Feature

Chick-fil-A: Culture war on a bun

“All of a sudden, biting into a fried chicken sandwich has become a political statement.”

“All of a sudden, biting into a fried chicken sandwich has become a political statement,” said Bill Barrow in the Associated Press. Dan Cathy, an evangelical Christian who heads the fast-food chain Chick-fil-A, set off the latest battle in the culture wars when he recently declared his company’s opposition to same-sex marriage, saying that the U.S. was “inviting God’s judgment” by legalizing gay unions. Chicago Mayor Rahm Emanuel and Boston Mayor Thomas Menino quickly denounced Cathy’s remarks and said his business wasn’t welcome in their cities. Cathy has a First Amendment right to express his homophobia, said Tom Keane in The Boston Globe. But that doesn’t make him “immune from the consequences of those remarks.” Emanuel and Menino have clear grounds to suspect that Chick-fil-A would illegally discriminate against gay employees and customers, and that’s more than enough reason to ban this bigoted business from their cities. 

But there’s no evidence that Chick-fil-A has ever discriminated against gays, said Betsy Woodruff in NationalReview.com. “Like every other successful business, Chick-fil-A happily sells its products to anyone who can fork over a few bucks.” All Cathy has done is express his constitutionally protected religious beliefs—which were already well-known, as the Bible Belt–based chain famously remains closed on Sundays. It should be the customers’ decision whether or not to patronize his restaurants, not some self-appointed “Grand Poo-bahs” of political correctness like Emanuel and Menino. Indeed, anyone “cheering on these pols ought to imagine the jackboot on the other foot,” said Eric Zorn in the Chicago Tribune. If we ban businesses simply because they offend our liberal ideals, it won’t be long before “reactionary public officials in some backwater town” start kicking out firms that support “Obamacare, abortion rights, or even marriage equality.”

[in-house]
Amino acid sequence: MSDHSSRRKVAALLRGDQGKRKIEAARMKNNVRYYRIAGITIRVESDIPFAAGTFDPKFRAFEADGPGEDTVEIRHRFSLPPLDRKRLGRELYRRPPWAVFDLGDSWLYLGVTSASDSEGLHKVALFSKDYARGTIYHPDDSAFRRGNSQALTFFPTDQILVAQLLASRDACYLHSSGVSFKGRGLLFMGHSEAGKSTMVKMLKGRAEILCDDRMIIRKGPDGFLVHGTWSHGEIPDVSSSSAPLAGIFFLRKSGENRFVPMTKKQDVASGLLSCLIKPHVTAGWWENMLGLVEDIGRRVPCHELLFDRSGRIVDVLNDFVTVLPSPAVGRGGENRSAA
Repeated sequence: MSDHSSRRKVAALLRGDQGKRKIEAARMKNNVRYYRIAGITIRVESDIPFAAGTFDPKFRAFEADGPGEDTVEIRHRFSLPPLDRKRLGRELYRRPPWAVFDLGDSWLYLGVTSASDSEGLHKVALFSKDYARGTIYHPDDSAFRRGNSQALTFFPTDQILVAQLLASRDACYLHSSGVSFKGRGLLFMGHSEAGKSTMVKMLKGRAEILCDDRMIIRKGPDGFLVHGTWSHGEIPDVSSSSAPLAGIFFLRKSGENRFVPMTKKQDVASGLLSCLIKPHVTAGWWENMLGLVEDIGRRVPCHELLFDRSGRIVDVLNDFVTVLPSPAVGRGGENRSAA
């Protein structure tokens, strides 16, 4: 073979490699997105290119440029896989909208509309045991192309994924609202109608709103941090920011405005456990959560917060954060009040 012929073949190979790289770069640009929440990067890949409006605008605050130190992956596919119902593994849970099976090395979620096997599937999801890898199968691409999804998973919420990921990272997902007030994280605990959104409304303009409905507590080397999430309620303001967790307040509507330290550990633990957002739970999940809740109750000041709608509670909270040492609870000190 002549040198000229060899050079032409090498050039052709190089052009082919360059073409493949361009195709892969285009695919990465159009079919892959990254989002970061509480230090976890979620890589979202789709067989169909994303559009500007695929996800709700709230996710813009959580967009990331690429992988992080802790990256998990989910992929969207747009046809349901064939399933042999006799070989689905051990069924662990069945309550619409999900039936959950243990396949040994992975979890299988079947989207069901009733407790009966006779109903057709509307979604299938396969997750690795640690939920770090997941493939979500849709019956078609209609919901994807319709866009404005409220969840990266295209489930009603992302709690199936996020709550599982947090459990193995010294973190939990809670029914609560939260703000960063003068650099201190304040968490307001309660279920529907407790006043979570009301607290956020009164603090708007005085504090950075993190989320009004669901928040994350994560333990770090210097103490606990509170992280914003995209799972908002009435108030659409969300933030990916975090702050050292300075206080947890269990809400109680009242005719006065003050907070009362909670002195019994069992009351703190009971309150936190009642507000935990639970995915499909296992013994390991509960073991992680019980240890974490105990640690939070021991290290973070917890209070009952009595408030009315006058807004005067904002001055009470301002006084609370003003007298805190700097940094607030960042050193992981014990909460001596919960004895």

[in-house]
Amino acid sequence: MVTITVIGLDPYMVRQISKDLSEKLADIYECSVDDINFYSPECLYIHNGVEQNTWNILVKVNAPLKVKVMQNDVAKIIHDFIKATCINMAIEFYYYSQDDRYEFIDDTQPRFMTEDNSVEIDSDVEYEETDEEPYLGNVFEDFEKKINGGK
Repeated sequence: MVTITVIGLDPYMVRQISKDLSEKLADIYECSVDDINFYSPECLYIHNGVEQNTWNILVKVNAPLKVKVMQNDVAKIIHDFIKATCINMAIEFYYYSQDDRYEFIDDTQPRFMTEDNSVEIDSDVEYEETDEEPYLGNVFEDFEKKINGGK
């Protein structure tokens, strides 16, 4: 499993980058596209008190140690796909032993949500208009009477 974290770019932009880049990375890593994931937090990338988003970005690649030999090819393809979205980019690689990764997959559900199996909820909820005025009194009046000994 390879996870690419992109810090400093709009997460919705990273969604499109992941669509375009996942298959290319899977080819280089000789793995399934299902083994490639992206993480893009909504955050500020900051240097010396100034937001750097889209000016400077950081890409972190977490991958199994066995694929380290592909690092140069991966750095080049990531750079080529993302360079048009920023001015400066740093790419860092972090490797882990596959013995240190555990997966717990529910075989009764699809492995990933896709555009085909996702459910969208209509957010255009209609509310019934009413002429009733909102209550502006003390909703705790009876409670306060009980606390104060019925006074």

Personally, I just wish I could eat my chicken sandwich in peace, said Alexandra Petri in WashingtonPost.com. “It is bad enough to have to examine the caloric content of my food.” Am I now also supposed to quiz restaurant owners about their stance on everything from gay rights to gun control before I eat in their establishments? If you make every meal into a major moral and political choice, “you are going to be missing out on a lot of excellent sandwiches.” Next thing you know, “bacon will come out against women’s rights, and then where will I be?”

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